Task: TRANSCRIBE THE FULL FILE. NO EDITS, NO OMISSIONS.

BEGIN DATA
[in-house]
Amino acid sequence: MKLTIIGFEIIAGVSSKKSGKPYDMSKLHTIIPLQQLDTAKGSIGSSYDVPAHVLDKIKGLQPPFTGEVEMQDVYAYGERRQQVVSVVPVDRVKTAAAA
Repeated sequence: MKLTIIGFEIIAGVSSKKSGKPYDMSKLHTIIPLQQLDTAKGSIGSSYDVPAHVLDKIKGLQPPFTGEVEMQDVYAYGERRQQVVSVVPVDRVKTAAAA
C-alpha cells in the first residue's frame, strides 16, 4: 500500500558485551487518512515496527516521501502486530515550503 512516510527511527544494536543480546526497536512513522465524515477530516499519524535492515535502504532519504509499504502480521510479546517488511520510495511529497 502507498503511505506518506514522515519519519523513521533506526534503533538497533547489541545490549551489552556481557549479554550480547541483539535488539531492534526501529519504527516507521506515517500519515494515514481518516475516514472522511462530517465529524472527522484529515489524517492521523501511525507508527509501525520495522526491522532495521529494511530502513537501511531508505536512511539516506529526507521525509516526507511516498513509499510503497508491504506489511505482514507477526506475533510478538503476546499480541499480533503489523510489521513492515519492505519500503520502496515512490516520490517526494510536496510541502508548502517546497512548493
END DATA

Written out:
[in-house]
Amino acid sequence: MKLTIIGFEIIAGVSSKKSGKPYDMSKLHTIIPLQQLDTAKGSIGSSYDVPAHVLDKIKGLQPPFTGEVEMQDVYAYGERRQQVVSVVPVDRVKTAAAA
Repeated sequence: MKLTIIGFEIIAGVSSKKSGKPYDMSKLHTIIPLQQLDTAKGSIGSSYDVPAHVLDKIKGLQPPFTGEVEMQDVYAYGERRQQVVSVVPVDRVKTAAAA
C-alpha cells in the first residue's frame, strides 16, 4: 500500500558485551487518512515496527516521501502486530515550503 512516510527511527544494536543480546526497536512513522465524515477530516499519524535492515535502504532519504509499504502480521510479546517488511520510495511529497 502507498503511505506518506514522515519519519523513521533506526534503533538497533547489541545490549551489552556481557549479554550480547541483539535488539531492534526501529519504527516507521506515517500519515494515514481518516475516514472522511462530517465529524472527522484529515489524517492521523501511525507508527509501525520495522526491522532495521529494511530502513537501511531508505536512511539516506529526507521525509516526507511516498513509499510503497508491504506489511505482514507477526506475533510478538503476546499480541499480533503489523510489521513492515519492505519500503520502496515512490516520490517526494510536496510541502508548502517546497512548493